SPOILER WARNING: This article discusses story details from the ending of GTAV and a major reveal from Fallout 4. Here be spoilers.
Last night, I finally finished GTA V. Technically a 2013 release, I waited two frustrating years to play it on a PC. GTA V is a great game, but there is major flaw in the story that is all too present in modern video games.
At the end of the game, one of the major characters, Franklin, has a big decision to make. He can either kill one of his other playable compatriots or spare both of their lives and risk the wrath of everyone. The crooked federal agents blackmailing your crew want the combustible and irrational Trevor dead to eliminate the one true wild card. A rich businessman wants Michael, the older ringleader and family man, killed because of some past grievances. It sure sounds like the proper ending to a long criminal saga. Like the end of Goodfellas, you'd half expect all three would turn against each other due to paranoia, fear, and misunderstanding.
However, as the game is written, Franklin has absolutely no reason to turn on either person. Trevor is a psychopath. His first appearance in GTA V via the brutal murder of the protagonist from the GTA IV DLC - The Lost and the Damned. Later, Trevor kills an associate and his wife for almost no reason at all. The game makes no bones about it; Trevor is a terrible person. But none of these transgressions are known to Franklin. Outside of acting crazy with a short temper, Trevor is a loyal friend that has assisted in several life or death situations.
Michael is portrayed as the fatherly mentor and outright friend of Franklin. He brings Franklin into his inner circle helping him graduate to a higher class of crime. Though Michael can be quite a schmuck, he is always respectful and helpful towards his protege. Franklin is the son that Michael wishes he had. There is no reason stated or implied that would turn Franklin against his friend.
This presents a hard decision in the player's hands, but not in the way, I believe Rockstar wanted. Rather than building a reason for a big turn, the player is left with making up a motive. The only reason to kill either person is to experience the other endings of the game. And while I love game-altering choices in games, the way it is presented here feels incomplete, and represents a missed opportunity for the epic story. The big moment falls flat and the decision is nonsensical.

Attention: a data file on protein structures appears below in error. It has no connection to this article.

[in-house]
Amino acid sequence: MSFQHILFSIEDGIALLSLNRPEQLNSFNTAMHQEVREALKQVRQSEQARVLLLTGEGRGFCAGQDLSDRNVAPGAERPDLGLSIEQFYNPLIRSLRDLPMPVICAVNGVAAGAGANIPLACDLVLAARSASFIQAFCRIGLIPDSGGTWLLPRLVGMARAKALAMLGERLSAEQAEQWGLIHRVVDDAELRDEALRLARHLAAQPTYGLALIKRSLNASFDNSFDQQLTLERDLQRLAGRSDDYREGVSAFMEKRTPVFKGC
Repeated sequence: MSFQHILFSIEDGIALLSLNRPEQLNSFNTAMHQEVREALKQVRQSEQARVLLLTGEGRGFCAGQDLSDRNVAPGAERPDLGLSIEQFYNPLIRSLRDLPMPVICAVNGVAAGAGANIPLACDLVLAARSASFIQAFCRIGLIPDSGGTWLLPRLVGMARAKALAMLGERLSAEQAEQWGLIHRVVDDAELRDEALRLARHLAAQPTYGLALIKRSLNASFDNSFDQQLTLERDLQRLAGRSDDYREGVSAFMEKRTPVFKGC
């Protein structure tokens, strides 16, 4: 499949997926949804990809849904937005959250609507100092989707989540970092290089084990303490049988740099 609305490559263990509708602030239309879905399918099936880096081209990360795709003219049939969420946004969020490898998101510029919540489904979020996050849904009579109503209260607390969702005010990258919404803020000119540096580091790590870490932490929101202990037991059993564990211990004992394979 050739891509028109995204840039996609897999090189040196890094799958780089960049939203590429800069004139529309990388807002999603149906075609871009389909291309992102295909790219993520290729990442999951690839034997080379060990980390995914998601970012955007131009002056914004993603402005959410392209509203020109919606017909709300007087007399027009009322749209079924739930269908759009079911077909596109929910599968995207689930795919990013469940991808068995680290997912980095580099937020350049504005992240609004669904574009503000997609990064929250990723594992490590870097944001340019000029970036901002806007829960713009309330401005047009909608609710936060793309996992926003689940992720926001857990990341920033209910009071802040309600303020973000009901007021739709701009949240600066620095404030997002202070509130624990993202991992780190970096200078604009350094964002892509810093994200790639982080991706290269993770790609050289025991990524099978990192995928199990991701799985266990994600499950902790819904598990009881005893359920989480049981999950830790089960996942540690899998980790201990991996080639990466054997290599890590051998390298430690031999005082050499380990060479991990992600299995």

A similar moment happens in the more recent Fallout 4. At one crucial point, the sole survivor has to break into the Institute. In addition to kidnapping the sole survivor's son, the Institute is feared throughout the Commonwealth for similar abductions and murder. The few synths that don't automatically try to murder you describe the Institute as a prison.
At this point, the sole survivor discovers their long lost son is actually the leader of the organization. He offers no real act of contrition of trying to kill you several times over, not to mention the murder of your spouse. There are some quickly said apologies but nothing of real substance. So when your supposed son asks you to help the Institute, my only logical reaction is "No". Like GTA V, there is no real reason to help an organization that has killed your spouse. The leader of the Institute also explicitly states that there is no way to prove he is your son even though the concept of DNA sequencing is mentioned several times. I understand that the video game wants me to experience more quests, but role-playing as the sole survivor leaves the player with no motivation to choose this path.
These decisions that feel nonsensical in no way ruin two great games. However, they do break some of the immersion and create inconsistent characters.